Yet another young 30 something taking on Multiple Myeloma with two young and adorable children. One than turns 5 today! Jody is graciously documenting her story via her own blog; so add another trooper to the myeloma community that is going to help bring awareness to this disease and educate us all throughout her own personal journey to dominate Multiple Myeloma! Here is a detailed account of her diagnosis.

Where were you born and raised?
  • Warwick, RI
Where do you currently live?
  • Baltimore, MD (Also lived in Boston and Dallas)
When were you diagnosed and how old were you?
  • 12.22.2010, just turned 34. I'm hyposecretory Kappa light chain with numerous focal lesions. I have a t(11,14) translocation by FISH, and am low risk by GEP
Did you know what MM was prior to diagnosis?
  • As a research biologist with some background studying carcinogenesis I'd heard of it, but didn't know any specifics.
Is there anyone else your in family with MM?
  • no
What led to your diagnosis?
  • I broke two ribs last summer. The first doctor to see me did mention multiple myeloma, but there were no smoking guns from the tests he ran and I don't fit the demographic so he didn't dig too deep.
How many times were you referred before actually being diagnosed?
  • I started having another painful spot at the end of October and I found myself a new doctor. He referred me to an orthopedic oncologist, who ran the SPEP and did a fine needle aspiration of one of my lesions. The SPEP was normal, but the lesion showed atypical plasma cells. He then referred me to a myeloma specialist at Johns Hopkins. I then went in search of several other opinions after doing my homework on different treatment approaches.
Where have you received treatment?
  • Myeloma Institute for Research and Therapy in Little Rock
Explain your treatment history
  • I just started TT4 LITE.
  • MVTD-PACE induction followed by stem cell mobilization
  • Tandem ASCT
  • VTD-PACE consolidation
  • VRD maintenance for 3 years
Why did you or your doctor choose a specific treatment
  • The first doctor gave a very "choose your own adventure" recommendation. Start with a choice of 3 drug induction, do an ASCT immediately or wait until later, and consider maintenance therapy. By this time I'd done a lot of my own research, including finding lots of great blogs and websites and also reading a lot of the primary literature and scientific reviews on myeloma. I'd also had enough people mention Arkansas that I knew it needed to be considered seriously. I questioned my Hopkins doctor about it and she restated basically the concerns I'd heard repeated time and again. No one can say the outcomes are better, it's harsh treatments, and you may risk something by using everything up front. I booked an evaluation and also an appointment at Dana Farber for a third opinion. In the end I knew Arkansas was the place for me, but I know it's not for everyone.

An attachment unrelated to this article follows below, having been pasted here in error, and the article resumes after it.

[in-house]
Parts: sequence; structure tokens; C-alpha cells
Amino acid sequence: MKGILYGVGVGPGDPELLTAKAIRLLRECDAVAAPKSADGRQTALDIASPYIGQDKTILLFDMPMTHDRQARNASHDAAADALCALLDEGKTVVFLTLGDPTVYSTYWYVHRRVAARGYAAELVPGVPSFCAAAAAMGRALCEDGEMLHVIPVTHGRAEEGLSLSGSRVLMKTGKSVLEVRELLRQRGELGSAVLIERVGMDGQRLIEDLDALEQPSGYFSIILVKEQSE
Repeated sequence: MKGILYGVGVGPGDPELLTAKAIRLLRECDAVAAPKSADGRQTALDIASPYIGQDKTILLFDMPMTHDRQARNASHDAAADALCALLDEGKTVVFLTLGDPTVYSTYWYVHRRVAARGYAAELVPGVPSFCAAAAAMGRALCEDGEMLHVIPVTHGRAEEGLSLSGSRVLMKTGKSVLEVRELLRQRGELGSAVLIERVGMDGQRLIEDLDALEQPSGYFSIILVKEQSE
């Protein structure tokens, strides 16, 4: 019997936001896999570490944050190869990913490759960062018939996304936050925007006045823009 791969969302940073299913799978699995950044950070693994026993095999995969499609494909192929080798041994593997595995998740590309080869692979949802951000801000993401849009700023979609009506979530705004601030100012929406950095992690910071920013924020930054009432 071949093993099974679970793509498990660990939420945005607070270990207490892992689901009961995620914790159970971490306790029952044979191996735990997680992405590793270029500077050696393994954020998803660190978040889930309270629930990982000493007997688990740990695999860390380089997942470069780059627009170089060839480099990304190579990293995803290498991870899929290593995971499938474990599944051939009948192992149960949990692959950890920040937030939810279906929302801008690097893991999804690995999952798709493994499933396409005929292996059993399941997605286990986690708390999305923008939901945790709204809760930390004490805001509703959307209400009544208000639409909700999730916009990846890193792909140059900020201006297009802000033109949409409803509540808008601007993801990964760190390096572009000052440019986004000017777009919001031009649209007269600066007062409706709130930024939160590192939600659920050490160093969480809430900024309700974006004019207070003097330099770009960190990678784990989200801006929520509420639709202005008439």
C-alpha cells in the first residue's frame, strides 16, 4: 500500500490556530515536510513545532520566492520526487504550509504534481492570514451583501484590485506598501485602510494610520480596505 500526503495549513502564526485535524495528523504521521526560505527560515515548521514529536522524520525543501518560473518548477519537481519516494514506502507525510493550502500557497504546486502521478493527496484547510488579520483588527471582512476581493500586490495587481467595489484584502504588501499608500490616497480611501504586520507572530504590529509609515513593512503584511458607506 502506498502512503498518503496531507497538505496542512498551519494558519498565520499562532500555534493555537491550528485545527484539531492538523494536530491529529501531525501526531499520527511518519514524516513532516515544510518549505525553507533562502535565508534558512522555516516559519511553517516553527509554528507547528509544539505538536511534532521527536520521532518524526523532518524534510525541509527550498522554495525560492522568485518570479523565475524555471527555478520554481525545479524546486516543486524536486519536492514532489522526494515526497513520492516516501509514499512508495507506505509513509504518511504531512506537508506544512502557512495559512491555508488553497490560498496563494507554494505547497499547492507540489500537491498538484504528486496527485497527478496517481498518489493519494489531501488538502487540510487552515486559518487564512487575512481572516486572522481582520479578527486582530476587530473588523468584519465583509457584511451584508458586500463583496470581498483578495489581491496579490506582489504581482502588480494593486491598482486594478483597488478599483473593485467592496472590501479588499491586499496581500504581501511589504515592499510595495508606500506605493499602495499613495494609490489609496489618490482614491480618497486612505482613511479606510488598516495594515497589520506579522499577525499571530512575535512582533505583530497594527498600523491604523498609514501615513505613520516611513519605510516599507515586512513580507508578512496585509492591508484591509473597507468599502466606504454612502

What has been the side effects of the different treatments?
  • I'm only 6 days in, so only very minimal. A tiny bit of nausea, a little tingling from the velcade, and pretty tired today.
What has been the hardest thing about your MM journey?
  • Thinking of my family and how this will affect them, especially my kids (age 2 and 5).
What are the top lessons learned that you would want a newly diagnosed MM patient to know about?
  • Do your homework and reach out to other patients!! There are so many wonderful people out there willing to share their experiences and perspectives and it's been so incredibly valuable contacting people. I can't even imagine how difficult it is for someone who doesn't know much about biology to get to the bottom of all the different treatment approaches out there, but make sure you ask questions and find a doctor who can take the time to help but things in terms you can understand.
How have you been able to stay positive and encouraged in your MM journey?
  • At first it was not easy at all, but know I'm in a better place about it all. It's not helpful to get stuck in the muck of feeling helpless and scared and sad. It is important to work through those feelings and to acknowledge them and address them, but you've got to able to move past them. My husband has been an incredible support and has helped pull me through some of that. In the end you have to accept the lot in life you have and do everything you can to life your life to the fullest and embrace every day. As a clinic nurse said to me the other day "tomorrow is not promised to me either".
After being diagnosed... What perspective was changed the most?
  • Gosh probably everything. I think living with cancer like this just makes me slow down and reevaluate the important things in life. I'm more dedicated to living in the moment.
Did you or a parent work in a field with or were exposed to toxic chemicals prior to diagnosis?